Performance of the Duties of a Police Officer: A police officer shall perform all duties impartially; without favor or affection or ill will; and without regard to status, sex, race, religion, political belief, or aspiration. All citizens will be treated equally with courtesy, consideration, and dignity. Officers will never allow personal feelings, animosity, or friendships to influence official conduct. Laws will be enforced appropriately and courteously and, in carrying out their responsibilities, officers will strive to obtain maximum cooperation from the public. They will conduct themselves in appearance and deportment in such a manner as to inspire confidence and respect for the position of public trust they hold. Discretion: A police officer will responsibly use the discretion vested in the position and exercise it within the law. The principle of reasonableness will guide the officer's determinations and the officer will consider all surrounding circumstances in determining whether any legal action shall be taken.

TO BE CONT'D.........


angellike Nov. 13, 2011 @ 12:18 a.m.

PART 2..............

Consistent and wise use of discretion, based on professional policing competence, will do much to preserve good relationships and retain the confidence of the public. There can be difficulty in choosing between conflicting courses of action. It is important to remember that a timely word of advice which may be correct in appropriate circumstances, rather than arrest, can be a more effective means of achieving a desired end.

Use of Force: A police officer will never employ unnecessary force or violence, and will use only such force in the discharge of duty as is reasonable in all circumstances. While the use of force is occasionally unavoidable, every police officer will refrain from applying the unnecessary infliction of pain or suffering and will never engage in cruel, degrading, or inhuman treatment of any person.

Confidentiality: Whatever a police officer sees, hears, or learns of, which is of a confidential nature, will be kept secret unless the performance of duty or legal provision requires otherwise. Members of the public have a right to security and privacy, and information obtained about them must not be improperly divulged. Integrity: A police officer will not engage in acts of corruption or bribery, nor will an officer condone such acts by other police officers.

The public demands that the integrity of police officers be above reproach. Police officers must, therefore, avoid any conduct that might compromise integrity and thus undercut the public confidence in a law enforcement agency. Officers will refuse to accept any gifts, presents, subscription, favors, gratuities, or promises that could be interpreted as seeking to cause the officer to refrain from performing official responsibilities honestly and within the law. Police officers must not receive private or special advantage from their official duty. Respect from the public cannot be bought; it can only be earned and cultivated.

The YOUNG men that are sent to fight a real war one were innocent blood is shed for the freedom of YOUR every day LIFE is done with more courage than those of you seen in videos will ever have.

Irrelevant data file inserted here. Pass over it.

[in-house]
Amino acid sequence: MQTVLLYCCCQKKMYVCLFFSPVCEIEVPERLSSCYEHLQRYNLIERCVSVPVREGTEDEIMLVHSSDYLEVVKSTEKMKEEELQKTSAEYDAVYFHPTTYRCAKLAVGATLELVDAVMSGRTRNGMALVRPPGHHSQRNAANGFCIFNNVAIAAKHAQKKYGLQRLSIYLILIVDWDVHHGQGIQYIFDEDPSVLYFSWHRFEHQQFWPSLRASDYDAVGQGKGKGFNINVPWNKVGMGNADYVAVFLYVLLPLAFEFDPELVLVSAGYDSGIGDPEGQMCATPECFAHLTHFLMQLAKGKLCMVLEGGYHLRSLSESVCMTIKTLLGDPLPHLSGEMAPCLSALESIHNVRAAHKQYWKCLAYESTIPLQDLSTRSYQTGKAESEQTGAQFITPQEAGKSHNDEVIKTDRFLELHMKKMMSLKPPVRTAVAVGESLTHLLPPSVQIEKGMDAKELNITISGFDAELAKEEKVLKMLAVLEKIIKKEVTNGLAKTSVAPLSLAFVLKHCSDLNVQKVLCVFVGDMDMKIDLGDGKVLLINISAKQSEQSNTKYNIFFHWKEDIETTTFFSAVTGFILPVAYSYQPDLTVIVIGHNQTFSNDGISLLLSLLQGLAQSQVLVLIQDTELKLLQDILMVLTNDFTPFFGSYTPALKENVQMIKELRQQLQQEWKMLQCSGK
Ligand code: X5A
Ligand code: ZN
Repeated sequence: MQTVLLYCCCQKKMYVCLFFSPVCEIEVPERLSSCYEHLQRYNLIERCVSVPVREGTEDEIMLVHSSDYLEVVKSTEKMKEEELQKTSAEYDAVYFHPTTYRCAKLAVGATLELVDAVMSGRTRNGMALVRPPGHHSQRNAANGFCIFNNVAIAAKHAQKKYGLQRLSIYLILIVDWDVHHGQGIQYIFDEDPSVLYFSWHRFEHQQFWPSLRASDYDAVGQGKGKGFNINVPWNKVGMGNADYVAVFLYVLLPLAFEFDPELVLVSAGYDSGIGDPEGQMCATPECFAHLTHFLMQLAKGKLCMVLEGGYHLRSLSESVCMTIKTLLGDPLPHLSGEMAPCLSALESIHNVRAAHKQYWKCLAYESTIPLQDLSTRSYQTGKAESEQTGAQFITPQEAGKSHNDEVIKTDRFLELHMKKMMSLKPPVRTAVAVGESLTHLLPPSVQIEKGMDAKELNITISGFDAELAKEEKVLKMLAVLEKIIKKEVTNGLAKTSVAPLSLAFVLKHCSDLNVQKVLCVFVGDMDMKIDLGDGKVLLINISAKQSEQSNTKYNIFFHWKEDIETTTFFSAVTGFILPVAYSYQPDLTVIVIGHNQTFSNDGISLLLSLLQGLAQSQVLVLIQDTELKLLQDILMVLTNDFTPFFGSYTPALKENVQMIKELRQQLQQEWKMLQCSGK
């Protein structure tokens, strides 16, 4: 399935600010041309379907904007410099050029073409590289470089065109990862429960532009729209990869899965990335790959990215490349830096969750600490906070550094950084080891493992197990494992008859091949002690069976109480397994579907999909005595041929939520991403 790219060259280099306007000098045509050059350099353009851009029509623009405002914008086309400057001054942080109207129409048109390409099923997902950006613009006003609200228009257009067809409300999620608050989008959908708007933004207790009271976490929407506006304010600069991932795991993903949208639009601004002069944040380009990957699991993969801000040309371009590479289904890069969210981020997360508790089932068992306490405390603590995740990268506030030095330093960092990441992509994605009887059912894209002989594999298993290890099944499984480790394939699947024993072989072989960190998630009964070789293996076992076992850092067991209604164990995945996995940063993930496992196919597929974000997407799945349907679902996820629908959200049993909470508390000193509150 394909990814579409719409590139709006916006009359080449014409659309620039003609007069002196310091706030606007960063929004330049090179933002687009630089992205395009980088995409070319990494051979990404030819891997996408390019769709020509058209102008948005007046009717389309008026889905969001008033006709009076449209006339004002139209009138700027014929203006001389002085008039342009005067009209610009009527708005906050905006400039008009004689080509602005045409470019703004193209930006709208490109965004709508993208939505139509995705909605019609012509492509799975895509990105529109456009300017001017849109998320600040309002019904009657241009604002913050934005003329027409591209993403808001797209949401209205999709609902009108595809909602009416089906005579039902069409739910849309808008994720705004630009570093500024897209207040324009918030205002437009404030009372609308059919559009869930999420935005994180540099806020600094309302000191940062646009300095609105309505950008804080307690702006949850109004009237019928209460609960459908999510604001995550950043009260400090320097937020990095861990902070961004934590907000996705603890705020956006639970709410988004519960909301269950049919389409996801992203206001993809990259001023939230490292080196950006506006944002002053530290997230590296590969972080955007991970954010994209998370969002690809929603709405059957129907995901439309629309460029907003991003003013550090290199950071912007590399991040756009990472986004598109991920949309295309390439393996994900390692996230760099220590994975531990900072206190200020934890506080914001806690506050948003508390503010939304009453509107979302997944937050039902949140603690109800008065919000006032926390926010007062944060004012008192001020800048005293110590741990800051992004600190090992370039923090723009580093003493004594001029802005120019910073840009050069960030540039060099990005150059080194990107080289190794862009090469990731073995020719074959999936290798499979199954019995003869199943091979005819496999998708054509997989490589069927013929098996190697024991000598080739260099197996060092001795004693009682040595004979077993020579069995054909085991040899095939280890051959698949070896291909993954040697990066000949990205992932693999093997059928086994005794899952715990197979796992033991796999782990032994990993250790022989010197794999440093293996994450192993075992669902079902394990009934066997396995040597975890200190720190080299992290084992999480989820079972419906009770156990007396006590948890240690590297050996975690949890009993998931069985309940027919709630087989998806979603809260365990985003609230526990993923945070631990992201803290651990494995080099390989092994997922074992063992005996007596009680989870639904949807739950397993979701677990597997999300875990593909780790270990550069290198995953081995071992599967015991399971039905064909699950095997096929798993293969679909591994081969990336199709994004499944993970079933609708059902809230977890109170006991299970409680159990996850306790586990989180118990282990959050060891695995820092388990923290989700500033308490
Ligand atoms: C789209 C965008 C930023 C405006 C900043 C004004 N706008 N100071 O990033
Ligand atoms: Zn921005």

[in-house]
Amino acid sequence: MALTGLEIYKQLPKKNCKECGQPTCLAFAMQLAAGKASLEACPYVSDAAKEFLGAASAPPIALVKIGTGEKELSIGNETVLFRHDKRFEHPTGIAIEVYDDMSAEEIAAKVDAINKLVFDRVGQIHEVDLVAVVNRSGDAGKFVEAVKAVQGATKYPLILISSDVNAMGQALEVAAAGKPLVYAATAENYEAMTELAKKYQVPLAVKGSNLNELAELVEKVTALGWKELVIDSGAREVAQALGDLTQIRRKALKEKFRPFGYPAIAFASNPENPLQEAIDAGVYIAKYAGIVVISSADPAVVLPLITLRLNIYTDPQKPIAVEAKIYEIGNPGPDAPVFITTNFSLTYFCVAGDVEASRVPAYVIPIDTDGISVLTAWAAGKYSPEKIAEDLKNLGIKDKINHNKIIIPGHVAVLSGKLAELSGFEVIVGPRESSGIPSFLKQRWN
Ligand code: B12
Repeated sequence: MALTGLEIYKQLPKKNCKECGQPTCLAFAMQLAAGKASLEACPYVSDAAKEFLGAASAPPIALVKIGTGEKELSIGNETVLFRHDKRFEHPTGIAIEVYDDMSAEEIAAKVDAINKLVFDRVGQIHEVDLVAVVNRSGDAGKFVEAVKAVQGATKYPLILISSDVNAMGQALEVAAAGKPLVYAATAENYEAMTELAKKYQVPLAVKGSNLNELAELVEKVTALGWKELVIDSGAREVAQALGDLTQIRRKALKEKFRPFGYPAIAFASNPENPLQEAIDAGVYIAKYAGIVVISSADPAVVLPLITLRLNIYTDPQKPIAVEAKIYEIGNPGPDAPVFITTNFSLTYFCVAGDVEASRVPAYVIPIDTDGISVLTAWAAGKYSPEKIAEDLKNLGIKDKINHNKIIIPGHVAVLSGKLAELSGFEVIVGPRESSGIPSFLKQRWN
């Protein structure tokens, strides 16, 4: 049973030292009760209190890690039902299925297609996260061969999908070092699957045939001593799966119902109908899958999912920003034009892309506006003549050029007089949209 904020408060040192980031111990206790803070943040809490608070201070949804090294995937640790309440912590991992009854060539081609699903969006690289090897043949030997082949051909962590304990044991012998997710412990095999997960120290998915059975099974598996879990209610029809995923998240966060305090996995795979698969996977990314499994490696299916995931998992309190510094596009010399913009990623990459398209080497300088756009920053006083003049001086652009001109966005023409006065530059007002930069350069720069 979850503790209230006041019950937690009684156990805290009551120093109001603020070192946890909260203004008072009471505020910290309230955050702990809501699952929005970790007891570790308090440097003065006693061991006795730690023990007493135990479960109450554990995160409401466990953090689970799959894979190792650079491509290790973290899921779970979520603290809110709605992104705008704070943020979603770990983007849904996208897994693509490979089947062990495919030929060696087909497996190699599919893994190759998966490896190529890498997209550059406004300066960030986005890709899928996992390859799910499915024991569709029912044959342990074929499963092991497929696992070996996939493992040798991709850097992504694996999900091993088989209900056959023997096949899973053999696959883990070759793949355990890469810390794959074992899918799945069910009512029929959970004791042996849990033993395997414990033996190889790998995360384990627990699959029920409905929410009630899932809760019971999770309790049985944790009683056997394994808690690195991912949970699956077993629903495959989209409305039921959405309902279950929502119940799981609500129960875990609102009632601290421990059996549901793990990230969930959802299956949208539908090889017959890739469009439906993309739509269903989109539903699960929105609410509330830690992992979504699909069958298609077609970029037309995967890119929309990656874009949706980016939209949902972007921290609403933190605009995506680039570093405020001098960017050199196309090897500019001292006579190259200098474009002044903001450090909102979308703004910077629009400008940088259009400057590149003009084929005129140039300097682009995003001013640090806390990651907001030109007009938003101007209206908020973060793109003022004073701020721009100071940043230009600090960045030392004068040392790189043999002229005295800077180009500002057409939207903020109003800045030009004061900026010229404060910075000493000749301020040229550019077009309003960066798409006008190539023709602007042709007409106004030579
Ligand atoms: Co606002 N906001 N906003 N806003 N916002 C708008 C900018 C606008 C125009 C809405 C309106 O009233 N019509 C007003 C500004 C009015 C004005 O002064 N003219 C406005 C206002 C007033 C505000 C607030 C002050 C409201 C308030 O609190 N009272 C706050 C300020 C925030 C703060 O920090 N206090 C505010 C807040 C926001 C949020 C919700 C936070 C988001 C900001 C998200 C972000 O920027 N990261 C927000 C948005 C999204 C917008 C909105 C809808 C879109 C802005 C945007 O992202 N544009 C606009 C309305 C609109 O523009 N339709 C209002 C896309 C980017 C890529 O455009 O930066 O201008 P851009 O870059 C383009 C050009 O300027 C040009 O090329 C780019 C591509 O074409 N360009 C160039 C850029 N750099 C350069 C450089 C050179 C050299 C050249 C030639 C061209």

When a Veteran ASK YOU TO COMPLY with the US LAWS and you are under oath of the above mentioned.....YOU MR OFFICER.... are the one that should say "YES SIR" You owe them.. You owe US!!


angellike Nov. 13, 2011 @ 12:28 a.m.

I watched this video in horror It is as if the officer walked around taunting and awaiting their prey...Once the few of you had settled in for the cold night ahead. the Cowards moved in for the Kill The COPS were desperately looking for a reason to make an arrest. I bet that SD cops feel that A night downtown with arrest is childs play... I can almost hear their arrogance. Such Cowardly Pork. ...

Seriously. WHY CANT THEY JUST stand and keep peace WHY MUST THEY torment everyone.

A WISE MAN ONCE SAID.......... When the Government fears the people. ...there will be Liberty


watcher2 Nov. 13, 2011 @ 3:41 a.m.

I just saw someone that refused to obey instructions to place his hands in a position for handcuffing,and told the officers expletive you ? With several others inciting with the constant yelling of he's being choked-stop that..Im sorry but i would love to have those officers in my backyard- the bullies with badges were showed remarkable restraint- no comparison to the tragedies of Oakland other protested ocuppy areas.


geomike Nov. 13, 2011 @ 5:54 a.m.

"No, no, no, f--k you," is pretty explicitly resisting arrest. I find it hard to believe that my fellow readers fail to see how the methods used by the police in this situation were both reasonable and less than lethal. In a situation where a suspect is placed under arrest, the officers must restrain the suspect and search him to make sure he does not have anything he could use to harm himself or the officers. Police are trained to restrain the suspect by using minimal force necessary, which can be observed in the video. The vascular neck hold clearly did not obstruct the suspect's airway as he continues to shout and resist arrest following its application. Both that neck hold and the positioning of the suspect's arms behind his back and above his head are designed to prevent him from injuring himself or any law enforcement officer.


SurfPuppy619 Nov. 13, 2011 @ 6:42 p.m.

geomike, a "carotid choke hold" is EXTREMELY dangerous and is never appropriate for this kind of passive resisting arrest, minor in nature where the guy WAS resisting but was no threat to the cops, he was not attacking them, just passivly resisting. A "carotid choke hold" is NEVER a use of "minimal force necessary" it is used only as a last resort.